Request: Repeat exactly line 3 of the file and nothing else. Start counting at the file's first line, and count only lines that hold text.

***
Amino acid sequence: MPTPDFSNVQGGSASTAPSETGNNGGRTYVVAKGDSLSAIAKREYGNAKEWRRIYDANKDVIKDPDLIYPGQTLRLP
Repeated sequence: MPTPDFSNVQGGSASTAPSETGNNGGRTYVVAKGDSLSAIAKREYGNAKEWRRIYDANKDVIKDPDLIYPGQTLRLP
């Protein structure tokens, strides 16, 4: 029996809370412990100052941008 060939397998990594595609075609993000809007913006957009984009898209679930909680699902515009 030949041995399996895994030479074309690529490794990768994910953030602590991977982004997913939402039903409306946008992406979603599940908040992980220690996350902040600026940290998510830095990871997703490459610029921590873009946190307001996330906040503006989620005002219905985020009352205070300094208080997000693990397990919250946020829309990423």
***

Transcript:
């Protein structure tokens, strides 16, 4: 029996809370412990100052941008 060939397998990594595609075609993000809007913006957009984009898209679930909680699902515009 030949041995399996895994030479074309690529490794990768994910953030602590991977982004997913939402039903409306946008992406979603599940908040992980220690996350902040600026940290998510830095990871997703490459610029921590873009946190307001996330906040503006989620005002219905985020009352205070300094208080997000693990397990919250946020829309990423």